passive 62 Never connects to target systems affiliates, aggregate, anubisdb, asn, azure_realm, azure_tenant, bevigil, binaryedge, bucket_file_enum, builtwith, c99, censys, certspotter, chaos, code_repository, columbus, credshed, crobat, crt, dehashed, digitorus, dnscommonsrv, dnsdumpster, docker_pull, dockerhub, emailformat, excavate, fullhunt, git_clone, github_codesearch, github_org, github_workflows, hackertarget, hunterio, internetdb, ip2location, ipneighbor, ipstack, leakix, massdns, myssl, otx, passivetotal, pgp, postman, rapiddns, riddler, securitytrails, shodan_dns, sitedossier, skymem, social, speculate, subdomaincenter, sublist3r, threatminer, trufflehog, urlscan, viewdns, virustotal, wayback, zoomeye
subdomain-enum 45 Enumerates subdomains anubisdb, asn, azure_realm, azure_tenant, baddns_zone, bevigil, binaryedge, builtwith, c99, censys, certspotter, chaos, columbus, crt, digitorus, dnscommonsrv, dnsdumpster, fullhunt, github_codesearch, github_org, hackertarget, httpx, hunterio, internetdb, ipneighbor, leakix, massdns, myssl, oauth, otx, passivetotal, postman, rapiddns, riddler, securitytrails, shodan_dns, sitedossier, sslcert, subdomaincenter, subdomains, threatminer, urlscan, virustotal, wayback, zoomeye
active 42 Makes active connections to target systems ajaxpro, baddns, baddns_zone, badsecrets, bucket_amazon, bucket_azure, bucket_digitalocean, bucket_firebase, bucket_google, bypass403, dastardly, dotnetnuke, ffuf, ffuf_shortnames, filedownload, fingerprintx, generic_ssrf, git, gitlab, gowitness, host_header, httpx, hunt, iis_shortnames, masscan, newsletters, nmap, ntlm, nuclei, oauth, paramminer_cookies, paramminer_getparams, paramminer_headers, robots, secretsdb, smuggler, sslcert, telerik, url_manipulation, vhost, wafw00f, wappalyzer
web-thorough 29 More advanced web scanning functionality ajaxpro, azure_realm, badsecrets, bucket_amazon, bucket_azure, bucket_digitalocean, bucket_firebase, bucket_google, bypass403, dastardly, dotnetnuke, ffuf_shortnames, filedownload, generic_ssrf, git, host_header, httpx, hunt, iis_shortnames, nmap, ntlm, oauth, robots, secretsdb, smuggler, sslcert, telerik, url_manipulation, wappalyzer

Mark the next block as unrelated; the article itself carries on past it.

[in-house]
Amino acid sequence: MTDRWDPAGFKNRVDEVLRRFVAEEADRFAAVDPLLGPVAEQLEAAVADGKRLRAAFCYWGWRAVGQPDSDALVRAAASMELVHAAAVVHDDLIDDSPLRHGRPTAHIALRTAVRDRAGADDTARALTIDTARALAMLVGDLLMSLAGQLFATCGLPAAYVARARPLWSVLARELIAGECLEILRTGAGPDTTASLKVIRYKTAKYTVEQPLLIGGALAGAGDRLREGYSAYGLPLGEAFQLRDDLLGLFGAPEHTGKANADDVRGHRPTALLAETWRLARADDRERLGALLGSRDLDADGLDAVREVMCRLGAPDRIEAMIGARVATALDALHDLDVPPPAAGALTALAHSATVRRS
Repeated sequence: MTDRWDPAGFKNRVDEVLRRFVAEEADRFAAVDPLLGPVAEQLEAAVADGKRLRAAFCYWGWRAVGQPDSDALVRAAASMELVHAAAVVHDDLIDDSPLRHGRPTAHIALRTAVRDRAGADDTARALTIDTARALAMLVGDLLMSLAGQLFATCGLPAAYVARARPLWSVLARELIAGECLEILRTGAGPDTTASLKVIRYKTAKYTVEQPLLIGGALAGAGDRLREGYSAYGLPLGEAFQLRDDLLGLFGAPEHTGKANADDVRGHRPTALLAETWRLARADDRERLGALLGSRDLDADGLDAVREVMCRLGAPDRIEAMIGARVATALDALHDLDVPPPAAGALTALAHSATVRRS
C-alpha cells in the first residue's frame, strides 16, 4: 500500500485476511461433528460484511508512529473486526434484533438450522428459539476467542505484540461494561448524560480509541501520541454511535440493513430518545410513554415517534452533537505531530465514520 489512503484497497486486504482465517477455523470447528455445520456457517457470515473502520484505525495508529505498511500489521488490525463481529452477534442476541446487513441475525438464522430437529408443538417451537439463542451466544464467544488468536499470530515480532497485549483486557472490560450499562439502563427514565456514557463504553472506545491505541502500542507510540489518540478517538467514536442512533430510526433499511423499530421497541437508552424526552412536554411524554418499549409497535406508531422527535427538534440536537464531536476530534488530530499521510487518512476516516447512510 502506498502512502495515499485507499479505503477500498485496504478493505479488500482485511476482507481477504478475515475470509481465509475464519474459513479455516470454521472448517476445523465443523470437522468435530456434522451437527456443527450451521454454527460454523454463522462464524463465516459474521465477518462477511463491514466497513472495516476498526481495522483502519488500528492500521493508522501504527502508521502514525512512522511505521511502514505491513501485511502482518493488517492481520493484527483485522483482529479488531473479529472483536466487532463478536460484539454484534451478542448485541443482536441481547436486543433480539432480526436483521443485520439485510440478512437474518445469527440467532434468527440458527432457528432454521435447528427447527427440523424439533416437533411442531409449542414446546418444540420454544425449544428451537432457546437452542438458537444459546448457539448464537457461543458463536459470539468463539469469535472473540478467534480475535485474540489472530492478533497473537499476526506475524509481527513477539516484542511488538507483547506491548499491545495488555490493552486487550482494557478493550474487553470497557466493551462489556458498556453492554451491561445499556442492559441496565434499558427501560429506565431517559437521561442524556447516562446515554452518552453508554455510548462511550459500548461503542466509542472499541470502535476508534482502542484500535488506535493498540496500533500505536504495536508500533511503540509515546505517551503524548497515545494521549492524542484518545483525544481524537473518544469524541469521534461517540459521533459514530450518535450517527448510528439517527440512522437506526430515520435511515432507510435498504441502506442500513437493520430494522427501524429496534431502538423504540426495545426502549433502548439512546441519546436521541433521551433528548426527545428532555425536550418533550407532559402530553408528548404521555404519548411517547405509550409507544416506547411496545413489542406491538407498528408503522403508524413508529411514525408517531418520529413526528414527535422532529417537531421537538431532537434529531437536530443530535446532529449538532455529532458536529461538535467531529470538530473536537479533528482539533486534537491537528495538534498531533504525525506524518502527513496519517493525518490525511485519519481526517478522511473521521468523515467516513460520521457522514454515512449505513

aggressive 20 Generates a large amount of network traffic bypass403, dastardly, dotnetnuke, ffuf, ffuf_shortnames, generic_ssrf, host_header, ipneighbor, masscan, massdns, nmap, nuclei, paramminer_cookies, paramminer_getparams, paramminer_headers, smuggler, telerik, url_manipulation, vhost, wafw00f
web-basic 17 Basic, non-intrusive web scan functionality azure_realm, baddns, badsecrets, bucket_amazon, bucket_azure, bucket_firebase, bucket_google, filedownload, git, httpx, iis_shortnames, ntlm, oauth, robots, secretsdb, sslcert, wappalyzer
cloud-enum 12 Enumerates cloud resources azure_realm, azure_tenant, baddns, baddns_zone, bucket_amazon, bucket_azure, bucket_digitalocean, bucket_file_enum, bucket_firebase, bucket_google, httpx, oauth
slow 10 May take a long time to complete bucket_digitalocean, dastardly, docker_pull, fingerprintx, git_clone, paramminer_cookies, paramminer_getparams, paramminer_headers, smuggler, vhost
affiliates 8 Discovers affiliated hostnames/domains affiliates, azure_realm, azure_tenant, builtwith, oauth, sslcert, viewdns, zoomeye
email-enum 7 Enumerates email addresses dehashed, emailformat, emails, hunterio, pgp, skymem, sslcert
deadly 4 Highly aggressive dastardly, ffuf, nuclei, vhost
portscan 3 Discovers open ports internetdb, masscan, nmap
web-paramminer 3 Discovers HTTP parameters through brute-force paramminer_cookies, paramminer_getparams, paramminer_headers
baddns 2 Runs all modules from the DNS auditing tool BadDNS baddns, baddns_zone
iis-shortnames 2 Scans for IIS Shortname vulnerability ffuf_shortnames, iis_shortnames
report 2 Generates a report at the end of the scan affiliates, asn
social-enum 2 Enumerates social media httpx, social
repo-enum 1 Enumerates code repositories code_repository
service-enum 1 Identifies protocols running on open ports fingerprintx
subdomain-hijack 1 Detects hijackable subdomains baddns
web-screenshots 1 Takes screenshots of web pages gowitness


BBOT modules have external dependencies ranging from OS packages (openssl) to binaries (nmap) to Python libraries (wappalyzer). When a module is enabled, installation of its dependencies happens at runtime with Ansible. BBOT provides several command-line flags to control how dependencies are installed.

  • --no-deps - Don't install module dependencies
  • --force-deps - Force install all module dependencies